4 Easy Ways to Bulk Up Your Bank Account

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Down to the last few bucks in your bank account? Here are a few easy ways to bulk up your balance.

Let's face it. No matter how dedicated you are to budgeting and saving, there are times when your bank account will end up on empty. All it takes is an expensive home repair or a broken timing belt on your car to wipe out your bank balance in no time flat.

It can be pretty disheartening to open your banking app and find you have a flatlined account balance, especially when you're a few days from payday. Luckily, there are ways to both prepare and recover from these types of money issues when they happen.

Whether you need to replenish your balance after an unexpected expense or just want to prepare for the unknown, here are four simple ways you can bulk up your bank account.

1. Bank your cash rebates

You're spending money every month whether you stick to a strict budget or not. And, since you're already spending, an easy way to bulk up your bank account is by earning cash rebates on what you buy online. Done right, this can add up to hundreds of dollars each year -- or even more if you're an especially savvy shopper.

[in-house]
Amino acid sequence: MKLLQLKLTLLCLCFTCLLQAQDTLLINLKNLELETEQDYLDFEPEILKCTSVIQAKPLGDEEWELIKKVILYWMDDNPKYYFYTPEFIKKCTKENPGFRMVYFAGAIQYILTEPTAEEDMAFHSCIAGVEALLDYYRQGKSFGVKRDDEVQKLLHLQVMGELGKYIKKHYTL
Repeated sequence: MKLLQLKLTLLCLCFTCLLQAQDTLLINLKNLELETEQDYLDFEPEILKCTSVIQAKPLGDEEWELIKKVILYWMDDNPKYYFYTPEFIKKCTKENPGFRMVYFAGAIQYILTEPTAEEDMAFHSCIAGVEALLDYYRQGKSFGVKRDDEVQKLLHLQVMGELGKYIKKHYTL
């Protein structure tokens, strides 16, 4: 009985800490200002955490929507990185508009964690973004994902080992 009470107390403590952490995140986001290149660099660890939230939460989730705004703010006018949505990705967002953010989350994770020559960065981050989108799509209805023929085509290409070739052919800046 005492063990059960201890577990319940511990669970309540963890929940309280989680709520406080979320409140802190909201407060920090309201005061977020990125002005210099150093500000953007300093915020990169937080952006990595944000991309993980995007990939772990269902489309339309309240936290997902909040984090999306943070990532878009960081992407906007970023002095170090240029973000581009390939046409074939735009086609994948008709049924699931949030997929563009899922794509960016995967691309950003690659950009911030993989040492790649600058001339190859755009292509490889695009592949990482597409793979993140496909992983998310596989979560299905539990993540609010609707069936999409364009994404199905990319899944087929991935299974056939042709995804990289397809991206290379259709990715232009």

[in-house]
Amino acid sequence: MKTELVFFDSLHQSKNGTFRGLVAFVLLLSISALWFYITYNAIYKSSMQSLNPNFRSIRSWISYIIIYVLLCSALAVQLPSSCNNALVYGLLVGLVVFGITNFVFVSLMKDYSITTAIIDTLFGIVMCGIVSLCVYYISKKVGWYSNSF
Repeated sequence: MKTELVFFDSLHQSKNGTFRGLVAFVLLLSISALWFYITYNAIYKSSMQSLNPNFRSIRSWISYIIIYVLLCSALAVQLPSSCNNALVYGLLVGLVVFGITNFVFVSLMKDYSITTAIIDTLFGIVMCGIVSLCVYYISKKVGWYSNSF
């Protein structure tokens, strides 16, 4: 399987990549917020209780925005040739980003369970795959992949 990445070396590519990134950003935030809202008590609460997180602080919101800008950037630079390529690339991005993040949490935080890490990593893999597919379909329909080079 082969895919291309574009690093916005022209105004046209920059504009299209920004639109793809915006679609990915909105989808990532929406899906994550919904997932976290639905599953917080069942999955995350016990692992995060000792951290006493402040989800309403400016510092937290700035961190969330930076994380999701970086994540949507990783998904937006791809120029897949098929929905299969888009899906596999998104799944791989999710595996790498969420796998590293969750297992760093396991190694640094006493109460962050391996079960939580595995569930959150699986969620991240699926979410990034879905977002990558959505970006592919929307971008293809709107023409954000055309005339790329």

Coupon and rebate websites may seem gimmicky or like more hassle than they're worth, but these tools really will help you earn money back on your purchases. Take, for example, Ibotta or Rakuten, which are rebate apps that give you cash back offers for online purchases.

You can add these cash back tools as extensions on your browser. As you shop, they will automatically search for rebates and deals on your purchases -- whether it's groceries, workout gear, or even alcohol. From there, you just follow the rebate terms, which the apps lay out for you, and you'll end up with money back from your purchases.

It really is that simple. Once you've earned cash back, don't spend it. Put it in a high-yield savings account to help reach your financial goals. The cash back rebates could add up nicely if you're dedicated to using these tools -- and, in turn, they'll help keep your bank account stacked with extra cash.